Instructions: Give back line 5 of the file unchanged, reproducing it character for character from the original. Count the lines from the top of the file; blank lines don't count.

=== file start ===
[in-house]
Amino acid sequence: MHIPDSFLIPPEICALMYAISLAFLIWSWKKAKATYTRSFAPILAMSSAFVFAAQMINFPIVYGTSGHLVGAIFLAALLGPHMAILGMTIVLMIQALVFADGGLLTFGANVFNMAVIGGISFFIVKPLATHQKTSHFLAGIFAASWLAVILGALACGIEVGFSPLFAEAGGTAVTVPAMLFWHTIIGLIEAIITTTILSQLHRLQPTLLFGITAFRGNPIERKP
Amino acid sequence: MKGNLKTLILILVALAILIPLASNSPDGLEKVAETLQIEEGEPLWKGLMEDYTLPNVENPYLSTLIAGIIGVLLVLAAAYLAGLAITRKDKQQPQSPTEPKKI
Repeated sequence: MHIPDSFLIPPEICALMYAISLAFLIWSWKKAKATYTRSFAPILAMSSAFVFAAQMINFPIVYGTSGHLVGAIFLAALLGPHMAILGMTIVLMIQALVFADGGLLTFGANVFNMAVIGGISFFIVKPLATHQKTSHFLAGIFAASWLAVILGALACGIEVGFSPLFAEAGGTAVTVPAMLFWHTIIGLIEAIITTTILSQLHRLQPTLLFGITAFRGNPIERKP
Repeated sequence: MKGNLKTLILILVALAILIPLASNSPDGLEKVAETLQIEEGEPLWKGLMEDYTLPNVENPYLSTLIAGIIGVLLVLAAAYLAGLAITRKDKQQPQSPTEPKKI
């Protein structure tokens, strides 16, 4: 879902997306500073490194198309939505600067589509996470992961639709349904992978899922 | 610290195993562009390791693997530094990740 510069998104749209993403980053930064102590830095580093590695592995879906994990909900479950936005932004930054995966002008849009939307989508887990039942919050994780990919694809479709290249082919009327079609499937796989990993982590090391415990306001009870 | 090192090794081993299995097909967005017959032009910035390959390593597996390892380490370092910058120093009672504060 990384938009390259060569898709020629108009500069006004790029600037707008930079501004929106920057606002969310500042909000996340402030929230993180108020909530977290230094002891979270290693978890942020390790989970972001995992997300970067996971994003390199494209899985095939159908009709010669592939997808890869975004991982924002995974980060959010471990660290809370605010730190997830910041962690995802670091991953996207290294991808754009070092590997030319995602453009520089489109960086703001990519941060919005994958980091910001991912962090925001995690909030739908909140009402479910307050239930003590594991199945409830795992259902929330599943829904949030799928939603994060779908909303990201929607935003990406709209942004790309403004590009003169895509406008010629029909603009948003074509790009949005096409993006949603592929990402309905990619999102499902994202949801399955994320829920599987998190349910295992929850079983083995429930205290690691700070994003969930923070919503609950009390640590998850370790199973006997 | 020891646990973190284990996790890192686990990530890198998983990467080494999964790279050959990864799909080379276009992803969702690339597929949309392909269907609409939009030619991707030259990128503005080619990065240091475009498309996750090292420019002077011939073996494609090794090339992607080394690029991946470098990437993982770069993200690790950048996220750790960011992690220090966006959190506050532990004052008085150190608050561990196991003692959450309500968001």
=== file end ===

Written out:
Repeated sequence: MKGNLKTLILILVALAILIPLASNSPDGLEKVAETLQIEEGEPLWKGLMEDYTLPNVENPYLSTLIAGIIGVLLVLAAAYLAGLAITRKDKQQPQSPTEPKKI